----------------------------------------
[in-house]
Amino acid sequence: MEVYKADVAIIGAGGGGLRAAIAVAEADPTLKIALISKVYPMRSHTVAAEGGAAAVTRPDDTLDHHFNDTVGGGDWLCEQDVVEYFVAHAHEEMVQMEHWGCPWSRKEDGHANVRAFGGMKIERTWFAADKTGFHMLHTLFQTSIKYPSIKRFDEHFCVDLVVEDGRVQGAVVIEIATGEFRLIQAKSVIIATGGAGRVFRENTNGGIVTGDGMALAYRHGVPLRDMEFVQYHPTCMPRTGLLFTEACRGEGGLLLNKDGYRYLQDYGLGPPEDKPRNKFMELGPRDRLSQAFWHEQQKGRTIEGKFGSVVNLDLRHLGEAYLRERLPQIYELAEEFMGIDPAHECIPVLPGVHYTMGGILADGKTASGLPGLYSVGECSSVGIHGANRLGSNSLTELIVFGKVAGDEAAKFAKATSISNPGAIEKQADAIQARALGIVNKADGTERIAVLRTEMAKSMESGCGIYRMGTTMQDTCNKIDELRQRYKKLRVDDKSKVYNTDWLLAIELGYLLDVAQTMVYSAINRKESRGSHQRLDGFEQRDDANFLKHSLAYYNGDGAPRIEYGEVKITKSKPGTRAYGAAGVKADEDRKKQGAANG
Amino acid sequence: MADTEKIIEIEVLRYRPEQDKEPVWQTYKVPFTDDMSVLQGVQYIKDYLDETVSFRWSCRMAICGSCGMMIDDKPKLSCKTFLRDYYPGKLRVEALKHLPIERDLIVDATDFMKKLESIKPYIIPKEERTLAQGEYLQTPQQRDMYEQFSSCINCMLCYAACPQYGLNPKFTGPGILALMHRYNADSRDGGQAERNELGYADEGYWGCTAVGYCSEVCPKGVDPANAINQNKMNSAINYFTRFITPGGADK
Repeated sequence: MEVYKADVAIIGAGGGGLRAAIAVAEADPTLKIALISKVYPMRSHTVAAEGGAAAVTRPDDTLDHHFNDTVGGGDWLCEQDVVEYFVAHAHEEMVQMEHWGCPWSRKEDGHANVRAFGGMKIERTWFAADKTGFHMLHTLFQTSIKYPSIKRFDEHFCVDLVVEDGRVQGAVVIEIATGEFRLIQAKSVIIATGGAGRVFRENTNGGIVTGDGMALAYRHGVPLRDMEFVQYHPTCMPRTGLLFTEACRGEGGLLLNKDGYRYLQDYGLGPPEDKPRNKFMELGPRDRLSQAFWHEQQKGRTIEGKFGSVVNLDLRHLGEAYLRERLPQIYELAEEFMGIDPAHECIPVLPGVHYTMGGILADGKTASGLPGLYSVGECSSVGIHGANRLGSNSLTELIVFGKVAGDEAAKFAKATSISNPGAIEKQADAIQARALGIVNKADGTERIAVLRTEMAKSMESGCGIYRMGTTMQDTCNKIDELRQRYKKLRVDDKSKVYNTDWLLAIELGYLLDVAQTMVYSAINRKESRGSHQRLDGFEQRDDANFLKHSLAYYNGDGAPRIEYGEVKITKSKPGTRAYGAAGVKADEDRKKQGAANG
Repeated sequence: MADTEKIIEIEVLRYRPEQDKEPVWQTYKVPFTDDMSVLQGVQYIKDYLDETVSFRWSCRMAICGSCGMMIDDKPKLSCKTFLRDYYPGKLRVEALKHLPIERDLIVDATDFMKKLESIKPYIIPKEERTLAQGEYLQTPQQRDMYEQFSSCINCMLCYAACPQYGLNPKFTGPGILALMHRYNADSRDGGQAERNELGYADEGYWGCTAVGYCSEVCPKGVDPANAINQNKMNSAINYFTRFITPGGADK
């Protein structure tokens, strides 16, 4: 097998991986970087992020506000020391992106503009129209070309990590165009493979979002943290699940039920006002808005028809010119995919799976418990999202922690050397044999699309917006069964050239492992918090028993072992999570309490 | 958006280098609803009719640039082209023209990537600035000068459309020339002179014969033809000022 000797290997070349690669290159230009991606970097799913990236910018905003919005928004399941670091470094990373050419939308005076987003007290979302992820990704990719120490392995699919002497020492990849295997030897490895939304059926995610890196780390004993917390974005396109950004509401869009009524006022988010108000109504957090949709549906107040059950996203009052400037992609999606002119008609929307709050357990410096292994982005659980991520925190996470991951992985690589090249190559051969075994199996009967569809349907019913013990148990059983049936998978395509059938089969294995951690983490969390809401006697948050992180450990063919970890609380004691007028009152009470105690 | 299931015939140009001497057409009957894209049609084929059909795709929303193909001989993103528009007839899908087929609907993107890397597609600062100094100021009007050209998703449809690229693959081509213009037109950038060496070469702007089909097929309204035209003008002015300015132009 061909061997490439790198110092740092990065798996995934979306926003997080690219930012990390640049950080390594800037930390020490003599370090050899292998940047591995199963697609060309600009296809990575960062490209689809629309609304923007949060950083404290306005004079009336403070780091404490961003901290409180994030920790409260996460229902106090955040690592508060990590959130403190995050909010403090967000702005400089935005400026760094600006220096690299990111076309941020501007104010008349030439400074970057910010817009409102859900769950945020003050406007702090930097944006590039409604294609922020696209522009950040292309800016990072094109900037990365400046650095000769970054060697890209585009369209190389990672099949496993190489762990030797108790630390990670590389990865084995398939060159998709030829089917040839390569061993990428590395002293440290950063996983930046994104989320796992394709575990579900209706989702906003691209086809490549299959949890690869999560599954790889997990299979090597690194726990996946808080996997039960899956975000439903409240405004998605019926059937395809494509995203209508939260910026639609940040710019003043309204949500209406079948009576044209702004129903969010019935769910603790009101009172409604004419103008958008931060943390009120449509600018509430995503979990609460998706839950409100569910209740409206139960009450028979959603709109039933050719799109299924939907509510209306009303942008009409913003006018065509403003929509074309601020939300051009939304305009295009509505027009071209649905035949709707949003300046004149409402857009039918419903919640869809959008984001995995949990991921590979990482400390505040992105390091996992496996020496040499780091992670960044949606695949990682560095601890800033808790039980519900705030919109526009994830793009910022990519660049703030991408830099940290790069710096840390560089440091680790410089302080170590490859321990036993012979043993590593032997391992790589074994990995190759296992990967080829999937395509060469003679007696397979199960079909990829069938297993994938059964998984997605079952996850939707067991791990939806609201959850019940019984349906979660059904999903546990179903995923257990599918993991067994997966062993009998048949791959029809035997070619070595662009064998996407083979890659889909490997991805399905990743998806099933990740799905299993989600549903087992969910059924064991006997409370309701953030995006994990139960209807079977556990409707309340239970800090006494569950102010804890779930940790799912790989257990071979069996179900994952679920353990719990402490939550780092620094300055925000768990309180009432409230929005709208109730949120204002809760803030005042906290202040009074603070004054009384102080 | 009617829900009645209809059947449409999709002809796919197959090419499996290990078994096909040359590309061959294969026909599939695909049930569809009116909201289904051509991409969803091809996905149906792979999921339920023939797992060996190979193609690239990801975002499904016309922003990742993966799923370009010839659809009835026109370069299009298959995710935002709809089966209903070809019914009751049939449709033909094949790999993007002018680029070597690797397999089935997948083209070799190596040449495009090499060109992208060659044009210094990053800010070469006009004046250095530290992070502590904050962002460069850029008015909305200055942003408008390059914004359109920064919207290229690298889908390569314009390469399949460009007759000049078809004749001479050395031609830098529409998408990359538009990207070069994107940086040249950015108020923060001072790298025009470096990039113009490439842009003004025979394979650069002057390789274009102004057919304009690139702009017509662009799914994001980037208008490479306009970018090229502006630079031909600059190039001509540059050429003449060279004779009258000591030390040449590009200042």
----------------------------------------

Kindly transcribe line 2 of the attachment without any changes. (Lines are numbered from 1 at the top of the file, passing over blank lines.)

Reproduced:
Amino acid sequence: MEVYKADVAIIGAGGGGLRAAIAVAEADPTLKIALISKVYPMRSHTVAAEGGAAAVTRPDDTLDHHFNDTVGGGDWLCEQDVVEYFVAHAHEEMVQMEHWGCPWSRKEDGHANVRAFGGMKIERTWFAADKTGFHMLHTLFQTSIKYPSIKRFDEHFCVDLVVEDGRVQGAVVIEIATGEFRLIQAKSVIIATGGAGRVFRENTNGGIVTGDGMALAYRHGVPLRDMEFVQYHPTCMPRTGLLFTEACRGEGGLLLNKDGYRYLQDYGLGPPEDKPRNKFMELGPRDRLSQAFWHEQQKGRTIEGKFGSVVNLDLRHLGEAYLRERLPQIYELAEEFMGIDPAHECIPVLPGVHYTMGGILADGKTASGLPGLYSVGECSSVGIHGANRLGSNSLTELIVFGKVAGDEAAKFAKATSISNPGAIEKQADAIQARALGIVNKADGTERIAVLRTEMAKSMESGCGIYRMGTTMQDTCNKIDELRQRYKKLRVDDKSKVYNTDWLLAIELGYLLDVAQTMVYSAINRKESRGSHQRLDGFEQRDDANFLKHSLAYYNGDGAPRIEYGEVKITKSKPGTRAYGAAGVKADEDRKKQGAANG